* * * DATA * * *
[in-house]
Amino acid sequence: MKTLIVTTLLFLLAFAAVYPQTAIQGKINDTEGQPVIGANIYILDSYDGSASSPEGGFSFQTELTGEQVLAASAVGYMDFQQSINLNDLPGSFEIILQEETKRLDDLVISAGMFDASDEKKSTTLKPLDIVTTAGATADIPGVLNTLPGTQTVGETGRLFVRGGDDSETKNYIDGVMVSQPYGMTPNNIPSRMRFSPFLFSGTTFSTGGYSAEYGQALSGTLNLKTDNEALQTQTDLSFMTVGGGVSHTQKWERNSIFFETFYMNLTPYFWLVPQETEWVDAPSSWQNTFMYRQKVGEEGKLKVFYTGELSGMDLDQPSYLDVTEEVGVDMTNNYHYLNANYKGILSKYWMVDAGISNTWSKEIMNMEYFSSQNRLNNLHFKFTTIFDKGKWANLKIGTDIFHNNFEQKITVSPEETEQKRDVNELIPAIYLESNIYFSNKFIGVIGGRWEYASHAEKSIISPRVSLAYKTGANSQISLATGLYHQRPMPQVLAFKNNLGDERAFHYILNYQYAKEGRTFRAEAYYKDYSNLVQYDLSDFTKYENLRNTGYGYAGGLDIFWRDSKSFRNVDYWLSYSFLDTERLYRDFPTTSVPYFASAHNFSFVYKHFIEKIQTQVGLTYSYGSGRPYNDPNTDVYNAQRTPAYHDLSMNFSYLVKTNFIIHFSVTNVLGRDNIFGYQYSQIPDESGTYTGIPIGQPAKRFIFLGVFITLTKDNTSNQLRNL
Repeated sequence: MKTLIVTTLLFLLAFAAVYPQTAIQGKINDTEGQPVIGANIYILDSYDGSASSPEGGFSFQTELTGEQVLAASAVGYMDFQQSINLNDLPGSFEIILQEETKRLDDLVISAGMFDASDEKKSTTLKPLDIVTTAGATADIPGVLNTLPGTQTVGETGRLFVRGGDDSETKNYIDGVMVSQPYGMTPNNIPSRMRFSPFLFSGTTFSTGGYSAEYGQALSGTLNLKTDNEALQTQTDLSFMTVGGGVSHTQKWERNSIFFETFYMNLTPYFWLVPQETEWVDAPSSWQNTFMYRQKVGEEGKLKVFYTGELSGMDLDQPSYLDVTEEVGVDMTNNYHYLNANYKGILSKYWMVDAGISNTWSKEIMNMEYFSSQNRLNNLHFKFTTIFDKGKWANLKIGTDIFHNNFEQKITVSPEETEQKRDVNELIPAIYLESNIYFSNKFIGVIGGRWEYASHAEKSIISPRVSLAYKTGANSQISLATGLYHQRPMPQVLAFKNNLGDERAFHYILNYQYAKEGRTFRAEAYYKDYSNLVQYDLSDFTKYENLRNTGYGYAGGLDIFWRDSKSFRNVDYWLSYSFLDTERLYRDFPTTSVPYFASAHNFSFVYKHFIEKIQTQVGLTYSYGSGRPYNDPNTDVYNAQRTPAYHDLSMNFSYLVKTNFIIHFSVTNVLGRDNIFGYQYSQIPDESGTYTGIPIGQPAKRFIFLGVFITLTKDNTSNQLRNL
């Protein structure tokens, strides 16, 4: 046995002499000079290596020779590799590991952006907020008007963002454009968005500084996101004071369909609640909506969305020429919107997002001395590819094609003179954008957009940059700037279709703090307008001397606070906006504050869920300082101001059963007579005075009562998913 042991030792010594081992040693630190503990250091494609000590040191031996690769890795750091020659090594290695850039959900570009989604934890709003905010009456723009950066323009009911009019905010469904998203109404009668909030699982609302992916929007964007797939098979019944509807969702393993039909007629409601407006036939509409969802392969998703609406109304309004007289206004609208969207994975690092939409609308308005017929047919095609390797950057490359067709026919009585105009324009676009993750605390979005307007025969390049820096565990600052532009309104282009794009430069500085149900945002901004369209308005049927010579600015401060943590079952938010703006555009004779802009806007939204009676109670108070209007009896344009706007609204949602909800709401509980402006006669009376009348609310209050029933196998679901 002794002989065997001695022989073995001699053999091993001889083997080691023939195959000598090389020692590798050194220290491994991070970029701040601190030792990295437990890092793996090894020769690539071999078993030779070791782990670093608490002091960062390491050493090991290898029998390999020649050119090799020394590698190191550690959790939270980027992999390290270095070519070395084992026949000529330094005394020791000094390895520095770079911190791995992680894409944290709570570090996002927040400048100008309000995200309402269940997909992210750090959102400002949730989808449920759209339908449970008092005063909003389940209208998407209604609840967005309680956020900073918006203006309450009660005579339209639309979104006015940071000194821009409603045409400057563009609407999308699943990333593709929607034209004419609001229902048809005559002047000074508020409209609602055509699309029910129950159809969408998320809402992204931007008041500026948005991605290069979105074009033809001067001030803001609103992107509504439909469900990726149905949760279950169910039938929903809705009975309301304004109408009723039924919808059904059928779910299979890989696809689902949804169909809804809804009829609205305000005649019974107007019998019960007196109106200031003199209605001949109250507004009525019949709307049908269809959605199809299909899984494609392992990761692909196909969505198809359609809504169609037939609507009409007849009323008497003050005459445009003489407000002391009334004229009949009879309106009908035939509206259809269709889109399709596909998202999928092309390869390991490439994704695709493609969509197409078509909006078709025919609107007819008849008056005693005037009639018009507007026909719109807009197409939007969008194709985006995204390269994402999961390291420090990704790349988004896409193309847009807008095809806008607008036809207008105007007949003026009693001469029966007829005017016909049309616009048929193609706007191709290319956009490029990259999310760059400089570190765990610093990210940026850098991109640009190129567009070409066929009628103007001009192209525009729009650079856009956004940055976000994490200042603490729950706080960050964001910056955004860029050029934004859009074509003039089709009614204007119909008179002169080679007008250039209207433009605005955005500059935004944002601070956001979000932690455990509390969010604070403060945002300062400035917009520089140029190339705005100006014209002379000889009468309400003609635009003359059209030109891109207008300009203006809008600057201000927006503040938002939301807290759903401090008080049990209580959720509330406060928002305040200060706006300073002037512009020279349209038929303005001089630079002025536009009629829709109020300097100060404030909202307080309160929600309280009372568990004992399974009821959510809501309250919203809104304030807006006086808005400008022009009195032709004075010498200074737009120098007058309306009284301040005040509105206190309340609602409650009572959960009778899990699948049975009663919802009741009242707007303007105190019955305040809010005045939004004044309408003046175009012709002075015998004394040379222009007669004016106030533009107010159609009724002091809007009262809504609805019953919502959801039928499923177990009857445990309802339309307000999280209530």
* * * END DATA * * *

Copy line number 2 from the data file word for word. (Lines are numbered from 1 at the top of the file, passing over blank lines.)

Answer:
Amino acid sequence: MKTLIVTTLLFLLAFAAVYPQTAIQGKINDTEGQPVIGANIYILDSYDGSASSPEGGFSFQTELTGEQVLAASAVGYMDFQQSINLNDLPGSFEIILQEETKRLDDLVISAGMFDASDEKKSTTLKPLDIVTTAGATADIPGVLNTLPGTQTVGETGRLFVRGGDDSETKNYIDGVMVSQPYGMTPNNIPSRMRFSPFLFSGTTFSTGGYSAEYGQALSGTLNLKTDNEALQTQTDLSFMTVGGGVSHTQKWERNSIFFETFYMNLTPYFWLVPQETEWVDAPSSWQNTFMYRQKVGEEGKLKVFYTGELSGMDLDQPSYLDVTEEVGVDMTNNYHYLNANYKGILSKYWMVDAGISNTWSKEIMNMEYFSSQNRLNNLHFKFTTIFDKGKWANLKIGTDIFHNNFEQKITVSPEETEQKRDVNELIPAIYLESNIYFSNKFIGVIGGRWEYASHAEKSIISPRVSLAYKTGANSQISLATGLYHQRPMPQVLAFKNNLGDERAFHYILNYQYAKEGRTFRAEAYYKDYSNLVQYDLSDFTKYENLRNTGYGYAGGLDIFWRDSKSFRNVDYWLSYSFLDTERLYRDFPTTSVPYFASAHNFSFVYKHFIEKIQTQVGLTYSYGSGRPYNDPNTDVYNAQRTPAYHDLSMNFSYLVKTNFIIHFSVTNVLGRDNIFGYQYSQIPDESGTYTGIPIGQPAKRFIFLGVFITLTKDNTSNQLRNL